And, using the name “nefarious” makes me think that he’s actually from my fundy u, as this was a term used a lot on our campus because this was a term we had to memorize in English 101.

      So, here’s a butt cushion, nefarious, and welcome to the club! πŸ˜‰

    4. It’s really simple, by being like Christ. Standards will not accomplish that. When I taught at our Christian school, per the handbook I was not allowed to wear pantyhose. Now (about 10 years later) the handbook requires girls to wear pantyhose. I think that is a good example to show the craziness of standards. The same is true for culottes, when a girl hangs upside down in the jungle gym, these things do slide up and become quite immodest. Our teen group had standards (I say had, because the youth pastor just quit) that the girls have to wear “modest skirts”, but their t-shirts can be skin tight, and they want to wear them skin tight, because the adult ladies do, too. They are not above wanting to look what they believe to be pretty or attractive. You cannot fit modesty or Christlikeness into standards, it can’t be done. If it could be done, God could have just handed us a rule book. To be updated every so often, to keep up with the current pantyhose standard. I once was blind, but now I see.

        1. and “come out from among them and be ye separate”, I have learned to apply that to the Pharisees around us.

      1. Very true, Dominika!

        If they’d just say, “We prefer our ladies to wear hose” (or not), then it’s just like a corporation’s standards and then if they change their mind, it’s OK. But when they equate their standards with holiness and being right with God and expect you often to comply with them when OFF SITE, they look ridiculous when they suddenly shift their position on something.

      2. Terry Pratchett’s ‘Monstrous Regiment’ comes to mind. The holy book of the Borogravian god, Nuggan, is a loose-leaf binder–this so that it can be updated as Nuggan redefines what an ‘abomination’ is. The list of abominations is so long at the start of the book that the country can barely function. Nuggan would be the perfect deity for some of these folks.

  14. I remember how awkward it was going through the “Christmas trees are evil” phase, much like the “television is evil phase” and “rock and roll music is evil” phase (I understand that the r&r musci thing is still pretty prevalent). The first year the pastor explained that a Christmas tree symbolised pagan (SATAN) worship….guess who didn’t have one? And when it was revealed that a TV is filled with demons….guess who snuck next door on Saturday morning to watch cartoons? And when it was revealed that when playing rock & roll records backwards you could hear satanic messages….guess who invested their allowance in a little pair of ear buds (not sure what they were called back then) so she could listen to the Shaun Cassidy album she kept hidden in the back of her closet?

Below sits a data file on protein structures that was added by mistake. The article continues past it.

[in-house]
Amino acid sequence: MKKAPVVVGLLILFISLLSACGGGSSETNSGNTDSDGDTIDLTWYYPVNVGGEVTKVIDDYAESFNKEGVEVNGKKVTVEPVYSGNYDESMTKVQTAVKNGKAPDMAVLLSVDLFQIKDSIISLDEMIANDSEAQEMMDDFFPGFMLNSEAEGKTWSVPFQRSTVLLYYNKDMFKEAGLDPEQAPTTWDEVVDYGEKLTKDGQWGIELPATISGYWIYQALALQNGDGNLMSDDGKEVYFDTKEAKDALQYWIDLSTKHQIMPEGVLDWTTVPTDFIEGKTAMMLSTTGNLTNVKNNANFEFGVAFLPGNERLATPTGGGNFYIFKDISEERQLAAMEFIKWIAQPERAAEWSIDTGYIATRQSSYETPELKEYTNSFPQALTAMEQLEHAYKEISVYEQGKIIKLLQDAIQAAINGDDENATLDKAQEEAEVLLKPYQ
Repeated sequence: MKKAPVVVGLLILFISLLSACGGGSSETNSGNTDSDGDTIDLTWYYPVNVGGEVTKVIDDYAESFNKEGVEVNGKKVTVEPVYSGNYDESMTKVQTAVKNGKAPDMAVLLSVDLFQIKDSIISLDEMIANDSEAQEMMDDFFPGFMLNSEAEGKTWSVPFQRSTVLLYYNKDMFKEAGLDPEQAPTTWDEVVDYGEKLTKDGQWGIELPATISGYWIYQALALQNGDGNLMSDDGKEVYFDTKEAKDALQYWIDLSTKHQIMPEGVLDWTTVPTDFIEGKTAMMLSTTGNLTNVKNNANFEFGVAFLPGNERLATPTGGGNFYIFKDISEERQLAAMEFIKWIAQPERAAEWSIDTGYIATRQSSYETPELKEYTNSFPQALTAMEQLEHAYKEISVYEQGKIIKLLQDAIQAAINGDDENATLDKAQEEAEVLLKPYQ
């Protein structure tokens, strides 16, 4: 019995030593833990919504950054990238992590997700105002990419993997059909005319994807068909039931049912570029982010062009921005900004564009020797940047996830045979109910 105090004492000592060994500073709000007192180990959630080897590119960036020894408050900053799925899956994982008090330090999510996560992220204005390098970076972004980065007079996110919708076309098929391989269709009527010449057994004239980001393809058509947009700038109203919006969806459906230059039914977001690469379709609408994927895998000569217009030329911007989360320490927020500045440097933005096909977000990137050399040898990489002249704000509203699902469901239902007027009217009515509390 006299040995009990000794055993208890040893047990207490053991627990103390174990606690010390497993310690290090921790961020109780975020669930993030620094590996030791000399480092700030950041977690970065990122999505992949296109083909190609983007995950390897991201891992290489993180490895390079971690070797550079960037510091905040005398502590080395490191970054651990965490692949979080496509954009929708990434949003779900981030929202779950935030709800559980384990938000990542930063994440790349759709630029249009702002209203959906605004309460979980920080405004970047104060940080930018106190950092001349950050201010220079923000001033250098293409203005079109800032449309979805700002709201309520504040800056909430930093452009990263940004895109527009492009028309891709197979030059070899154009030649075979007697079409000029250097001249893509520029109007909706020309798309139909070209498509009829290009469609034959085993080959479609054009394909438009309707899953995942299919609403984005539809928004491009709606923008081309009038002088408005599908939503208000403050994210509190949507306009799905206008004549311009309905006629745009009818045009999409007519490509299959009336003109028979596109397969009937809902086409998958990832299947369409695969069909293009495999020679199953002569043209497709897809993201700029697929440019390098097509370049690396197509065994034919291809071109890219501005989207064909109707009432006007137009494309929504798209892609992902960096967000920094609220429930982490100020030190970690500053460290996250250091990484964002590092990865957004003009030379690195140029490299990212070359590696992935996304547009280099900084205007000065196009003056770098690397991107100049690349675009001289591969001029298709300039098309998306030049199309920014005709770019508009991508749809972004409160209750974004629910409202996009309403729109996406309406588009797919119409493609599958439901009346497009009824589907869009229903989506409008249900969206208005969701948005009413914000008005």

15. Oy, you know what’s the worst? When someone asks you the innocent and completely reasonable question, “So why don’t you go see movies in theater?”, knowing full well you and your family have no issue whatsoever watching them at home. And then you literally can’t answer them because you don’t understand it yourself. Something to do with appearances, but seriously, how are you supposed to explain that to an unwitting friend, especially when the movie in question is a Chronicles of Narnia movie… in other words, a movie based on a very Christian series?

    Oh wait, that was actually just three years ago for me. And my parents aren’t even crazy fundies. And I still genuinely can’t explain to you why it is apparently wrong to go to the movie theater. πŸ™„ My parents are mostly quite reasonable, this is just their one little thing. But it’s an annoying one little thing!

    1. It’s hard when you have to come across as “We can’t” do this or that, which will lead the other person to pity you rather than envy you. “Oh, that’s too bad, you’re missing out on this or that!” If it’s a standard you really don’t mind keeping that’s different. I will never smoke or drink, smoking killed my father and I don’t like the taste of alcohol so I don’t WANT to do those things. So those standards I have no problem with and if someone were to ask why I don’t do those things it’s not a matter of I can’t but I don’t want to. That’s different from wishing you could do something and not being able to because of some fundy standard that is not your own standard that you’re following from your heart. πŸ™

    2. Early in my marriage, still in fundy-dom, I had a workmate ask why Christians don’t go to movies. After spouting the party line I had been taught since high school about testimony, my friend looked at me and said, “That’s the stupidest thing I’ve ever heard. I know you, and I know which movies you didn’t go see.”